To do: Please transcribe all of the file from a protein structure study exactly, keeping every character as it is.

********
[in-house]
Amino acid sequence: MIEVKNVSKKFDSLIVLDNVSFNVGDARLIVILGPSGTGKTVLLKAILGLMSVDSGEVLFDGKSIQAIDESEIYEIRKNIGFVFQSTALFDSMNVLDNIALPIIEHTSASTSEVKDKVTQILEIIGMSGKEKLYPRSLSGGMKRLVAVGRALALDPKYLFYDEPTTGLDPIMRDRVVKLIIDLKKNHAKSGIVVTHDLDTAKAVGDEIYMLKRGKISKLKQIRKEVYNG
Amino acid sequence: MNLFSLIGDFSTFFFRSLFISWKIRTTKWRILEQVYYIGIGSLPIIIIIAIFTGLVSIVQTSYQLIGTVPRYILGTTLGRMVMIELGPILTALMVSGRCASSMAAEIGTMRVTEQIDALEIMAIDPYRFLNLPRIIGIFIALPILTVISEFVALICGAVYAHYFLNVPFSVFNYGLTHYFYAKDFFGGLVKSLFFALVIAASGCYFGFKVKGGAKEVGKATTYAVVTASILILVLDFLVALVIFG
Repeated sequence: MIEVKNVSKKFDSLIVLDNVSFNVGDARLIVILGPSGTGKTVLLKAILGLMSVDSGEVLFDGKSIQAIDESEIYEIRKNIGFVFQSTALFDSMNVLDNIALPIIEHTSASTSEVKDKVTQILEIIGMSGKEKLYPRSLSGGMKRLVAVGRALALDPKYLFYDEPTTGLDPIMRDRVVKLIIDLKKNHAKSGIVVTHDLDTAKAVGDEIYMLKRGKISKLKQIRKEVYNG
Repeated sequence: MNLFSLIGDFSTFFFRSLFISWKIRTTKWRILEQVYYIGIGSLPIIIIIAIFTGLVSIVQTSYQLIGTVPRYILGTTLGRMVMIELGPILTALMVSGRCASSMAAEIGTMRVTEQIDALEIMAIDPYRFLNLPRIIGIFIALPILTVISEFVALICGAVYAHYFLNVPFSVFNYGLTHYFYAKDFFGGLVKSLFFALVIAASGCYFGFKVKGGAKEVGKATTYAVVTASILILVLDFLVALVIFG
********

[in-house]
Amino acid sequence: MIEVKNVSKKFDSLIVLDNVSFNVGDARLIVILGPSGTGKTVLLKAILGLMSVDSGEVLFDGKSIQAIDESEIYEIRKNIGFVFQSTALFDSMNVLDNIALPIIEHTSASTSEVKDKVTQILEIIGMSGKEKLYPRSLSGGMKRLVAVGRALALDPKYLFYDEPTTGLDPIMRDRVVKLIIDLKKNHAKSGIVVTHDLDTAKAVGDEIYMLKRGKISKLKQIRKEVYNG
Amino acid sequence: MNLFSLIGDFSTFFFRSLFISWKIRTTKWRILEQVYYIGIGSLPIIIIIAIFTGLVSIVQTSYQLIGTVPRYILGTTLGRMVMIELGPILTALMVSGRCASSMAAEIGTMRVTEQIDALEIMAIDPYRFLNLPRIIGIFIALPILTVISEFVALICGAVYAHYFLNVPFSVFNYGLTHYFYAKDFFGGLVKSLFFALVIAASGCYFGFKVKGGAKEVGKATTYAVVTASILILVLDFLVALVIFG
Repeated sequence: MIEVKNVSKKFDSLIVLDNVSFNVGDARLIVILGPSGTGKTVLLKAILGLMSVDSGEVLFDGKSIQAIDESEIYEIRKNIGFVFQSTALFDSMNVLDNIALPIIEHTSASTSEVKDKVTQILEIIGMSGKEKLYPRSLSGGMKRLVAVGRALALDPKYLFYDEPTTGLDPIMRDRVVKLIIDLKKNHAKSGIVVTHDLDTAKAVGDEIYMLKRGKISKLKQIRKEVYNG
Repeated sequence: MNLFSLIGDFSTFFFRSLFISWKIRTTKWRILEQVYYIGIGSLPIIIIIAIFTGLVSIVQTSYQLIGTVPRYILGTTLGRMVMIELGPILTALMVSGRCASSMAAEIGTMRVTEQIDALEIMAIDPYRFLNLPRIIGIFIALPILTVISEFVALICGAVYAHYFLNVPFSVFNYGLTHYFYAKDFFGGLVKSLFFALVIAASGCYFGFKVKGGAKEVGKATTYAVVTASILILVLDFLVALVIFG